Let’s assume you have
- a Jenkins server
- a Software Under Tests (SUT) that is built by a job in Jenkins
- a portfolio of Robot Framework tests stored in an SCM repository (we will use SVN for this example)
First we create a new job to launch our Robot tests:
Once the job is created, we configure it.
- set up Source Code Management for the source code of the tests:
- set up a first “Build Trigger” on the success of the job that builds the SUT:
- set up a second “Build Trigger” on changes in the Source Code of the tests:
This way your tests will be launched either if there is a new build of the SUT or if your tests have changed. Second trigger is relevant because some modifications in your tests may have broken some of them, and you don’t want to wait for the next build of the SUT to find it out. In other words, when a test fails in Jenkins, it is good to know if this is a consequence of a change in the SUT of a change in the tests (if both changed, analysis will be tricker).
- get the artefact from the project that build your SUT so that your SUT is available from your Jenkins’ workspace where the Robot tests will be run. To do so you can either use the Jenkins Copy Artifact Plugin or write a piece of Batch/Shell script.
- The comes the step in which Robot tests are going to be launched. For this you create a “Execute Shell” Build step that contains, at least:
and all the –variable, –include, –exclude etc. that you use to customise you run.
One noteworthy command line option in the context of a CI server is –NoStatusRC, which force Robot’s return code to zero even when there is test that fails. This way the status of the Jenkins build can be driven by Robot Jenkins Plugin like you will see in final step.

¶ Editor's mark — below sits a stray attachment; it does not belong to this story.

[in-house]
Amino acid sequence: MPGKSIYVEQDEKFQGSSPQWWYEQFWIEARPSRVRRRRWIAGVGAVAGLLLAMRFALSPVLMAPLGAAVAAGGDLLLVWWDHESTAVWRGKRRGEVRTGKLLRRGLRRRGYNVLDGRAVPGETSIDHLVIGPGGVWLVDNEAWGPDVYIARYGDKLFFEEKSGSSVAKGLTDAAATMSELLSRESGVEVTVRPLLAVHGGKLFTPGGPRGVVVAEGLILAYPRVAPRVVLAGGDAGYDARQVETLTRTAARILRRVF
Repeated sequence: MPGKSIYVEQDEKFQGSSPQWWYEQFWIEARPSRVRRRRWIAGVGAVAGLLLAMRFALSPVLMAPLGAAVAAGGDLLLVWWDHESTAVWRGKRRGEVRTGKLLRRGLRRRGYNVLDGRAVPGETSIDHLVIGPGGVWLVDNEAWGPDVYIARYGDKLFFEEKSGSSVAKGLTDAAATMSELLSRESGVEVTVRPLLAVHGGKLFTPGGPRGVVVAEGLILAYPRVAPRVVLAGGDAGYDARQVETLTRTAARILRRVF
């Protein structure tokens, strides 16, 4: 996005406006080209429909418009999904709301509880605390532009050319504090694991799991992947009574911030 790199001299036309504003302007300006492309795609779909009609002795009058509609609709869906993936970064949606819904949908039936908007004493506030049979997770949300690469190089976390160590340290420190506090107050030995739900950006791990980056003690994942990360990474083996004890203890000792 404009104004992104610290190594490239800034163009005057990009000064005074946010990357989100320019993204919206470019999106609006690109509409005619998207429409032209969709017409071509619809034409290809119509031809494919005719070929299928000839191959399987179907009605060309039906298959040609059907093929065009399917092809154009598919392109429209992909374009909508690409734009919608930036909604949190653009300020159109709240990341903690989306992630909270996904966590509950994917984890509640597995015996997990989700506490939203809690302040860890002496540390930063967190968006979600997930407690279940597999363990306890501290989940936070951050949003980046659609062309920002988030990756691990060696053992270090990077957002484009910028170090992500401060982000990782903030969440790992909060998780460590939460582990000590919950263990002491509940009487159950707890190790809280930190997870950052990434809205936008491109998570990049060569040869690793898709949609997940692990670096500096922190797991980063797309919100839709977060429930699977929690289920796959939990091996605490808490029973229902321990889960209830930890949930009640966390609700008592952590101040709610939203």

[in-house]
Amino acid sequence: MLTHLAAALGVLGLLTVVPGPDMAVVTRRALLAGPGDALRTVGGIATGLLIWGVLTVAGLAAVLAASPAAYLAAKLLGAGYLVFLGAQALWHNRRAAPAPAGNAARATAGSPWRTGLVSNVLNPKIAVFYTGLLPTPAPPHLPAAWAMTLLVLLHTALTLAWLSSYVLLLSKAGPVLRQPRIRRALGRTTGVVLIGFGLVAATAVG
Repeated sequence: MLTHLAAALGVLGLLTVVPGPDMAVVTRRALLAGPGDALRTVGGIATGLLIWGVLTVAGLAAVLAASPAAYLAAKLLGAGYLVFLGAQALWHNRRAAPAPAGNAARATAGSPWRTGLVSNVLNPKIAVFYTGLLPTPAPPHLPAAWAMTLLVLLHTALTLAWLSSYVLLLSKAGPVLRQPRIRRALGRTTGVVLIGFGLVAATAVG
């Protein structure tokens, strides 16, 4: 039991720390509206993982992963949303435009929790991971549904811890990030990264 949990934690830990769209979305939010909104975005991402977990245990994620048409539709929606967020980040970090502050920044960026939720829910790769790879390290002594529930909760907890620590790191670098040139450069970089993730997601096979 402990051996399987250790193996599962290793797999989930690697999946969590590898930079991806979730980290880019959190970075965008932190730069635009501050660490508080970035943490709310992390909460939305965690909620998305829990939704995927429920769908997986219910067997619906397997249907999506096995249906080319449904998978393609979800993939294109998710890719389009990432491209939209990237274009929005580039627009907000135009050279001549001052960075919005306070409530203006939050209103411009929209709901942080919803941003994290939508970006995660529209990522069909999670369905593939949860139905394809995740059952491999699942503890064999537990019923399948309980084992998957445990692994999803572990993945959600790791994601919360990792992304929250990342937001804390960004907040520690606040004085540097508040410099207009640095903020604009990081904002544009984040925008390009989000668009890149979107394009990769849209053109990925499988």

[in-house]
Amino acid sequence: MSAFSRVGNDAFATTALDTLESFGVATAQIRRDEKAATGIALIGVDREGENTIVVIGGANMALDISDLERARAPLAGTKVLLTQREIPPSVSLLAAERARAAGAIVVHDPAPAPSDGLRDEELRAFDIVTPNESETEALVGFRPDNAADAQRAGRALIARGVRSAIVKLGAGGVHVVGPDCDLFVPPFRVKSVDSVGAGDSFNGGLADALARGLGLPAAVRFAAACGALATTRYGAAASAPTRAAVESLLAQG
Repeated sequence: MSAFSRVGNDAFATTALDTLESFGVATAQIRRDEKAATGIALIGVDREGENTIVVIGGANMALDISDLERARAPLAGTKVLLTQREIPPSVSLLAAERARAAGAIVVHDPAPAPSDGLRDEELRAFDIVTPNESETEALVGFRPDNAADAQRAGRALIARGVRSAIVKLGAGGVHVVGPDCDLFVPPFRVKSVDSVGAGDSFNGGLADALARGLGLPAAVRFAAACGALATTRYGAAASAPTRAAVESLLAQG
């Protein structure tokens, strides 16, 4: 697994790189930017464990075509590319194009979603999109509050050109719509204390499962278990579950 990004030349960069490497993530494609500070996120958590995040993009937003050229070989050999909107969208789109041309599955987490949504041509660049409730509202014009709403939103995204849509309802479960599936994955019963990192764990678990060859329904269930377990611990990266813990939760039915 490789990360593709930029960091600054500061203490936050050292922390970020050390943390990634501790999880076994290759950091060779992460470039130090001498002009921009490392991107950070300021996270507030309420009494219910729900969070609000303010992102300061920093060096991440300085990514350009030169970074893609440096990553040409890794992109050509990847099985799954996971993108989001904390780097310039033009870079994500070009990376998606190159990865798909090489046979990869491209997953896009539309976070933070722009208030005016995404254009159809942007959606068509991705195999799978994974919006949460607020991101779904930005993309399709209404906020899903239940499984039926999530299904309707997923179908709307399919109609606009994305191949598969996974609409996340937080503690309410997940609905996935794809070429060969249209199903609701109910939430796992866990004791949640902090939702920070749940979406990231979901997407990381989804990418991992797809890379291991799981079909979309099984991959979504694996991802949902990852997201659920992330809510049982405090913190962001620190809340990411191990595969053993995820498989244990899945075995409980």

- Finally, to have a more granular settings of the results of the tests, and keep a copy of the report/log of the test executions located in the Jenkins Server, you can use Robot Framework Plugin. Once the plugin is installed, it will be available in the list of “Post Builds Actions”. A simple configuration would be like this:and after a couple of builds, the project page would look like that:
Once this basic setup is working, you will find out many options in Jenkins and Robot Framework to get more value out of it. To give just one example, once the test portfolio becomes large and/or long, you might find out that this is not efficient to launch the full regression suite at once when there is a change in the SUT or the tests’ code. A good strategy is to have 2 Jenkins job. The first one (“smoke tests”) is running only a portion of the whole suite that runs quickly (say 5/10 minutes for example):
pybot path/to/my_tests/ --include smoke --exclude not_ready
and the second job (“full tests”) launches all the tests:
pybot path/to/my_tests/ --exclude not_ready
so if your SUT or your tests have some essential feature (covered in the smoke test) broken, you will save your machine a “full test”, and, more important, the team have a quicker feedback on the quality of the SUT build.